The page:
About a month ago, President Biden caused quite a panic among The Usual Suspects and surprised many on the right when he summarily declared the coronavirus pandemic to be “over” during a trainwreck “60 Minutes” interview.
For those who missed the moment, watch below:
Biden last month:
"The pandemic is over." pic.twitter.com/1GIiJEL1EW
— Townhall.com (@townhallcom) October 11, 2022
In an interesting update on this story, however, Sen. Raphael Warnock (D-Ga.) inadvertently reminded Georgia voters on Monday, the first day of early voting in the state, of Biden’s declaration by stating his own opinion about whether the pandemic was over. Not only was it at odds with what Biden said, but his remarks also provided a possible window into Warnock’s thinking about where he is in the closely-watched, hotly-contested Georgia Senate race.
His comments came in response to a question from a reporter about why after two years of Democratic control where inflation has skyrocketed that voters should give him “another chance.”
Warnock awkwardly paused for a moment in trying to come up with an answer, and then fell back on a familiar excuse used by Democrats, stating that “we are still in the throes” of the pandemic:
Reporter: “Democrats have been in control of the White House, the Congress for the past 2 years. Inflation has soared. Why should Georgia voters give you another chance?”
Raphael Warnock: *long pause* “We are still in the throes of a pandemic” pic.twitter.com/rs4JlUWwZL
— RNC Research (@RNCResearch) October 17, 2022
I haven’t seen what his full answer was, but I assume it was to blame the pandemic and not Joe Biden’s disastrous policies for the rise in inflation and the problems middle-class Americans have had in trying to make ends meet as a result.
It’s a garbage answer considering how the economy was in recovery mode well before Biden was sworn in, after which he promptly put it in reverse. But it’s the type of bogus spin we’ve come to expect from Warnock, who back in April actually put out a campaign ad where he admitted to voters that he hadn’t done much in Washington, D.C. to write home about, but was asking for their vote anyway.
We wrote about the ad when it was released but it’s worth bringing up again today in the context of Warnock’s initial struggle to find what he thought was a suitable answer to the question he was asked by the reporter:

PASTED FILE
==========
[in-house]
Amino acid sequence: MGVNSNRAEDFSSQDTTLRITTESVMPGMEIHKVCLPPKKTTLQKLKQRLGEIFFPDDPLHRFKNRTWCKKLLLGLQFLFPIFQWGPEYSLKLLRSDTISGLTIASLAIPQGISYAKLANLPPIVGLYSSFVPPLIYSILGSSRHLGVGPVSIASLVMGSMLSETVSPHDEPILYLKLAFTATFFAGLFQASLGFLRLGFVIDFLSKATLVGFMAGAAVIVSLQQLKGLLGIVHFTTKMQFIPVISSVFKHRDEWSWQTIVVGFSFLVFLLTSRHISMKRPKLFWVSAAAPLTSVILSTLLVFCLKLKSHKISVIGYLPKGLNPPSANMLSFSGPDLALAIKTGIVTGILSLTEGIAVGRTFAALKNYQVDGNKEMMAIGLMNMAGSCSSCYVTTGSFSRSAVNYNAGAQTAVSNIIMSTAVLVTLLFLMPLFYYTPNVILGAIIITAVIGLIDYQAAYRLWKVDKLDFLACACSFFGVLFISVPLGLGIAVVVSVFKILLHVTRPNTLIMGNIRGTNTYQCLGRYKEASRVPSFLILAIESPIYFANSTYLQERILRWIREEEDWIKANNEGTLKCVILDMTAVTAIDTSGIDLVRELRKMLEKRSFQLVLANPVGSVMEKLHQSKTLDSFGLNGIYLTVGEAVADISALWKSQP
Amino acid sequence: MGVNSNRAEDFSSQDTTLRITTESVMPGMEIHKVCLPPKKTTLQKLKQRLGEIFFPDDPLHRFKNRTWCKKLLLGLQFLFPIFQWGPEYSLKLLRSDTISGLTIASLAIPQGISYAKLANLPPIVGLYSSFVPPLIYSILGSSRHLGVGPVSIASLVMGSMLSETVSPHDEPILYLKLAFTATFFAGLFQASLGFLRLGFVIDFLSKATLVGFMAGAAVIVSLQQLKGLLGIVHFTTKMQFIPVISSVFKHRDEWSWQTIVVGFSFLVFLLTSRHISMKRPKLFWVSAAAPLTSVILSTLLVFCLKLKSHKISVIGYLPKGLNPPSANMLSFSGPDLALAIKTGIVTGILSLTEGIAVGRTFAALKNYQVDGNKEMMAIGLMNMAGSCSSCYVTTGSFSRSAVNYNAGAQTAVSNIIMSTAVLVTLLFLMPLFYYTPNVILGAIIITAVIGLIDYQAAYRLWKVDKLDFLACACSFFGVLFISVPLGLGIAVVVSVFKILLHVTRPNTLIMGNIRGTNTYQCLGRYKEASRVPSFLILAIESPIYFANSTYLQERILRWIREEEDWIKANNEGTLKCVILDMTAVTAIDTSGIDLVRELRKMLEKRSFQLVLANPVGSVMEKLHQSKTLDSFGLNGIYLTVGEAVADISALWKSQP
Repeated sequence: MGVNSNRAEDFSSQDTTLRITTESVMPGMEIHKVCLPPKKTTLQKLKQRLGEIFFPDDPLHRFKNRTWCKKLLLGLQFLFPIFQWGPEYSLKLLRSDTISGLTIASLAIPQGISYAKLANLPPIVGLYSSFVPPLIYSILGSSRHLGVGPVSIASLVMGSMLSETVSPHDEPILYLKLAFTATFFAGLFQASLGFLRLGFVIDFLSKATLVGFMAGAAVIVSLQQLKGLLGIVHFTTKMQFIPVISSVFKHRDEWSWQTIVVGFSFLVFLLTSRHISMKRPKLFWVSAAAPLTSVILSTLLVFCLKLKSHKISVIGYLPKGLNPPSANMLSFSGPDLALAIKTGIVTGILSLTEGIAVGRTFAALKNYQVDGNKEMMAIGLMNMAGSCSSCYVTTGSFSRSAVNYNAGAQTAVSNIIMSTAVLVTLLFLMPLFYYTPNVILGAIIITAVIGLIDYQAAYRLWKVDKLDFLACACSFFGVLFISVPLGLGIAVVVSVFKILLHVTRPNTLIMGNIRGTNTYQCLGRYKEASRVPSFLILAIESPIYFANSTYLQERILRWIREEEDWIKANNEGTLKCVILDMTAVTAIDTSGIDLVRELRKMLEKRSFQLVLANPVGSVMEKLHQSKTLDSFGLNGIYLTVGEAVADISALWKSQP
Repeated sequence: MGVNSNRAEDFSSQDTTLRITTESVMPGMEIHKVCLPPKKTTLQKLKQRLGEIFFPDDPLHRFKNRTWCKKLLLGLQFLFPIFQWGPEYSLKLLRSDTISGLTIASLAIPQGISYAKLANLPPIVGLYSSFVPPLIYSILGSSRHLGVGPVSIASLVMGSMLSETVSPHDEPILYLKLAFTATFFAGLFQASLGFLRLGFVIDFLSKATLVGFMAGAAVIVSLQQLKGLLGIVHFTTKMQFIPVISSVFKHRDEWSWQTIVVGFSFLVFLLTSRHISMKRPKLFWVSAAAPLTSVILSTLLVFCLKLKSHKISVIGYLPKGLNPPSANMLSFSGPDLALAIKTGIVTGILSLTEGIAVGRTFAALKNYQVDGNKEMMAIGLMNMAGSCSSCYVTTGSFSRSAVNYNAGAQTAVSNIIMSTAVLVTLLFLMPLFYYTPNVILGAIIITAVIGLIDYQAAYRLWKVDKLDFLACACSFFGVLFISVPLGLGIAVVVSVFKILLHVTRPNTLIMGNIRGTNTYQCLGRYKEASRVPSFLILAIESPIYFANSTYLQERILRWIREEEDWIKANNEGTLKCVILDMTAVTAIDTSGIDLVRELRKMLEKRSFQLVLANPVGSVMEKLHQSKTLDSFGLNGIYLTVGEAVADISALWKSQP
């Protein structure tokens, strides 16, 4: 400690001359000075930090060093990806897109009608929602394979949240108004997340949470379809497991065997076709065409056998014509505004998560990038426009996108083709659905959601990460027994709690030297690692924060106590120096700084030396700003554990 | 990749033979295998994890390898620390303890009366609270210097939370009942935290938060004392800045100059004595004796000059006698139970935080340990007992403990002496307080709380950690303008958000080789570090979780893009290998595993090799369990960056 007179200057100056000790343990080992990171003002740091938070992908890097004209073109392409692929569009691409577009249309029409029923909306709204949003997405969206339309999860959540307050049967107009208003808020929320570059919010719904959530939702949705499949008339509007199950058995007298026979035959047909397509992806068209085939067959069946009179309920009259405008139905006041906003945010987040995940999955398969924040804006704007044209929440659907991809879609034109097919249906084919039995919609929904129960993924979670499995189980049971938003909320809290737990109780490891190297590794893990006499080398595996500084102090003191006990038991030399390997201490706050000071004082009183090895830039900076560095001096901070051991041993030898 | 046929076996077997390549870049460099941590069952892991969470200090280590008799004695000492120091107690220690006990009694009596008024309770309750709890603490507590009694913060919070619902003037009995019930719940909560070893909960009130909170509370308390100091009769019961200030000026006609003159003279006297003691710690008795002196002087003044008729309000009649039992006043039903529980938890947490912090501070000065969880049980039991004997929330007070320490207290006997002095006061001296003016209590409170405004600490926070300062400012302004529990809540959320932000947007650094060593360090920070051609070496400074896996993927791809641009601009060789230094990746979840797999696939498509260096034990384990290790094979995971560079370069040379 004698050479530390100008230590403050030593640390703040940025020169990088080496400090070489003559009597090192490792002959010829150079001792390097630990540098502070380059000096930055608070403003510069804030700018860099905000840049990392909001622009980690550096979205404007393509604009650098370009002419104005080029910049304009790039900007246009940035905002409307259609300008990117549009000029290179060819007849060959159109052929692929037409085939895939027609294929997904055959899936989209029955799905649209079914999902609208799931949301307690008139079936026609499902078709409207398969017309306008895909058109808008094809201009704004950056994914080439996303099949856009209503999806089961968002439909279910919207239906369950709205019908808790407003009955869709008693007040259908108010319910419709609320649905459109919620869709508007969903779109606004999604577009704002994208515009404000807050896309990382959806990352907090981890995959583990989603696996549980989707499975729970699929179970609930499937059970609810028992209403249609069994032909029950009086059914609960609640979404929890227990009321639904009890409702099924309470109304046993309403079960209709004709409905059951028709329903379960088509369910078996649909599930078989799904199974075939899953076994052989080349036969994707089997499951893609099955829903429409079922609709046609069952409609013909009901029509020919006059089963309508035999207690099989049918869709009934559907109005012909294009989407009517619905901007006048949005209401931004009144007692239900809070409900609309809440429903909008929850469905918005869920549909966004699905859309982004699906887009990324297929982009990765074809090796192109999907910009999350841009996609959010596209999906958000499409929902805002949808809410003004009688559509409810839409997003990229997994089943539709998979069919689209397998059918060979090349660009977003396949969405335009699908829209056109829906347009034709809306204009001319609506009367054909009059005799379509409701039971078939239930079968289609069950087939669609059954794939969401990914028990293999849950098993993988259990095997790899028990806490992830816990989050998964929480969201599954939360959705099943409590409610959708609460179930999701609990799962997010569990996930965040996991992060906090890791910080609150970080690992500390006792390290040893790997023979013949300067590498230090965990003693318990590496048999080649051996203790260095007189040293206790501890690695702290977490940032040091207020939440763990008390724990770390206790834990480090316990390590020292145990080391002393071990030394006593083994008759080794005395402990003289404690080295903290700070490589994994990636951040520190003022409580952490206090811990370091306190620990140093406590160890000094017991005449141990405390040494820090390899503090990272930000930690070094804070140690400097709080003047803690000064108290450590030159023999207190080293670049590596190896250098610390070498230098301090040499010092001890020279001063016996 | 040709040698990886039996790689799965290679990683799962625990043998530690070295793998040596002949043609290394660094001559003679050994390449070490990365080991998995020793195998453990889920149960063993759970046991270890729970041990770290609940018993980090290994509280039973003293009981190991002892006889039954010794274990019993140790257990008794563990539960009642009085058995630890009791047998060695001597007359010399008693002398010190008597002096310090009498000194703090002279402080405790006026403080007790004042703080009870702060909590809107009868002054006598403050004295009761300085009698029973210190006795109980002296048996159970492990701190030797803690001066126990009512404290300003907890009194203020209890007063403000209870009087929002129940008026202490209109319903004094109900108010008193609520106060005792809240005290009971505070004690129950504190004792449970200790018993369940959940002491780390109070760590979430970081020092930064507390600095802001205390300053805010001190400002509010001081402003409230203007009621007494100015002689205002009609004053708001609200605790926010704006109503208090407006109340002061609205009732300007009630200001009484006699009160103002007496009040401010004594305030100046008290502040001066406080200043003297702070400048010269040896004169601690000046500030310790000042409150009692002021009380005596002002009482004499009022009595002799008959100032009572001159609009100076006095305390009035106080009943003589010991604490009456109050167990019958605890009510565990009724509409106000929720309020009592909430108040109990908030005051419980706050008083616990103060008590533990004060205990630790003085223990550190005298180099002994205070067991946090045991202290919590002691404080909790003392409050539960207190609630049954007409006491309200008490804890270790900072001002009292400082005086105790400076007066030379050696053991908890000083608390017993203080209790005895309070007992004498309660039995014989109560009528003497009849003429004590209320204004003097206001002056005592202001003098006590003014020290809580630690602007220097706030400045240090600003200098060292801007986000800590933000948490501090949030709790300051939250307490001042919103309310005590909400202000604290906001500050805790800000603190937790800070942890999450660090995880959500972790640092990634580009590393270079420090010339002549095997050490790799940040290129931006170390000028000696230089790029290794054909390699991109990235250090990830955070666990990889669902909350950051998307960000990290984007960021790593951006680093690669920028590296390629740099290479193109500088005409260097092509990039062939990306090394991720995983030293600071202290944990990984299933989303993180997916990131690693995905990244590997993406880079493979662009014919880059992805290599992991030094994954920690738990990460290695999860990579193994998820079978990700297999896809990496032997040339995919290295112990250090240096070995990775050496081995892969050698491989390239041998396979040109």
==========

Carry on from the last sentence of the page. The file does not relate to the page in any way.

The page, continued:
[Ad transcript] “I’m Raphael Warnock. I’m a dad, a senator, a pastor, but a magician I’m not. So in just a year in the Senate did I think I could fix Washington? Of course not. But every day I focused on what I could do for our state, creating jobs, fixing infrastructure, expanding healthcare. I approved this message because that’s not magic. That’s doing the job for Georgia.”
“I’m Raphael Warnock. I’m a dad. A senator. A pastor. But a magician I’m not. So in just a year in the Senate did I think I could fix Washington? Of course not …” Warnock’s latest campaign ad nods to challenges facing Democrats in Georgia #gapol #gasen pic.twitter.com/ZM0EhlGNpX
— Greg Bluestein (@bluestein) April 20, 2022
As I said at the time, that was just about as close as you’ll come to getting a politician who is running for reelection to admit they’ve been a failure at what they were elected to do. The response he gave to the reporter’s question about being given a second chance was just more of the same, blaming the woes brought upon this country by his party on everything but that party and the man who purportedly is leading it.
In my opinion, Warnock knows he’s in trouble – especially considering Herschel Walker’s performance at their debate, which left the GOP nominee’s critics surprised – and at this point he’s going for broke by trying to further distance himself from what Biden said while at the same time making excuses for why Biden and the Democrats who control the House and Senate have been such miserable failures.